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Despite Challenge From Industry Groups, New OSHA Standards Went Into Effect On December 1, 2016

Peter Gillespie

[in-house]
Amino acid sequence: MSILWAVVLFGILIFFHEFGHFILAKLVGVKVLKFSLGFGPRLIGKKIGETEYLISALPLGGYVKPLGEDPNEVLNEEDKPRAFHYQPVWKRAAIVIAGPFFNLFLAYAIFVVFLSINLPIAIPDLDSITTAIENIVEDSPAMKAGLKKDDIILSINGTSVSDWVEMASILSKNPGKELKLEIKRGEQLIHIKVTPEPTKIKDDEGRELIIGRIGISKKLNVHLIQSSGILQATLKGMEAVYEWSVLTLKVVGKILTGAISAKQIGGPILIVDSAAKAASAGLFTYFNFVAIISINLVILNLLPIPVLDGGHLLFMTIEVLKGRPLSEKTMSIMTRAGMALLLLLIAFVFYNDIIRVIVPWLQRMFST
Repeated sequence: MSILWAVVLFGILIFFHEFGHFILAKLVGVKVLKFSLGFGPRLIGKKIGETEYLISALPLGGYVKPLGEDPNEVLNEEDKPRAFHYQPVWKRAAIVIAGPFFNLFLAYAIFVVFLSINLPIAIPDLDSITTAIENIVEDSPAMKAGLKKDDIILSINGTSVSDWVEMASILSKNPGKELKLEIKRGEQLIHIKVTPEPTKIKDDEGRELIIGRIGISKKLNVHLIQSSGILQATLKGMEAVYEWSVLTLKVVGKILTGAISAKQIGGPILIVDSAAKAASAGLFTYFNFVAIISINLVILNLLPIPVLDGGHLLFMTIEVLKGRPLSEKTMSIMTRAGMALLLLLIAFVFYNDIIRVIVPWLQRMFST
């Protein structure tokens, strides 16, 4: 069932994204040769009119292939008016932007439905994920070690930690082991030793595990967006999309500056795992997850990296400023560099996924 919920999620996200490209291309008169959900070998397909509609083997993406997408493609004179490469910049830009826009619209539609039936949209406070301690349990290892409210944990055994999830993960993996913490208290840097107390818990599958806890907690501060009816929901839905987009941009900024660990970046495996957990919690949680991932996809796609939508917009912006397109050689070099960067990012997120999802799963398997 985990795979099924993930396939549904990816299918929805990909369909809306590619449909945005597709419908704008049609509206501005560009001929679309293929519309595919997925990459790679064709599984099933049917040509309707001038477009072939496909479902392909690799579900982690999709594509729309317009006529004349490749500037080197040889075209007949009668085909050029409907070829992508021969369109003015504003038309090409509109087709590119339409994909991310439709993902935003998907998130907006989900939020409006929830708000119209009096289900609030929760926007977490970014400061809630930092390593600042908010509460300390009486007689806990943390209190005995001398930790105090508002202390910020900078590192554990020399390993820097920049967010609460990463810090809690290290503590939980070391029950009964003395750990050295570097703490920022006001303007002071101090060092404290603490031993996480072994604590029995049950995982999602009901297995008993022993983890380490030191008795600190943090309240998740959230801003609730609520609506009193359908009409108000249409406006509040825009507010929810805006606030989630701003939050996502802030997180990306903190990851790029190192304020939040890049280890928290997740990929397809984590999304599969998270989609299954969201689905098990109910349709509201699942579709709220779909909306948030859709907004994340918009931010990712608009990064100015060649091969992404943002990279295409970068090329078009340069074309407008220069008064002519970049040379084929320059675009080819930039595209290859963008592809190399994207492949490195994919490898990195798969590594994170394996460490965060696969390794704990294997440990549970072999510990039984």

In addition to waging a successful challenge of the Department of Labor’s (DOL) overtime regulations, industry groups had also fought the implementation of Occupational Safety and Health Administration's (OSHA) relatively new injury reporting and anti-retaliation standards. On November 29, 2016, a federal court in Texas denied a motion seeking to prevent these standards from going into effect on December 1, 2016, essentially allowing the changes to move forward. Among other things, these standards require that employers provide notice to employees that they have the right to report injuries and illnesses free from retaliation. Employers can satisfy this obligation by posting OSHA’s “It’s the Law!” poster. Employers that choose to download the poster should make sure that they print off an 8.5 x 14 inch copy of the poster using a durable and glossy paper. Employers should also check their handbooks for provisions stating that employees will be disciplined if they do not “immediately” report an injury or an illness, as such policies may be problematic under OSHA's new standards. Employers should review drug testing policies and revise policies stating that employees will "automatically" be drug tested if they report an injury or are involved in an accident, as OSHA views automatic post-accident drug testing to be improper, as previously reported. Going forward, employers should look to see whether OSHA has its online reporting website running by February 1, 2017, which is the next step towards the electronic reporting required under these rules. The lawsuit challenging these standards remains pending, and it is not clear the extent to which the change in the administration will affect OSHA’s priorities in the next few years.


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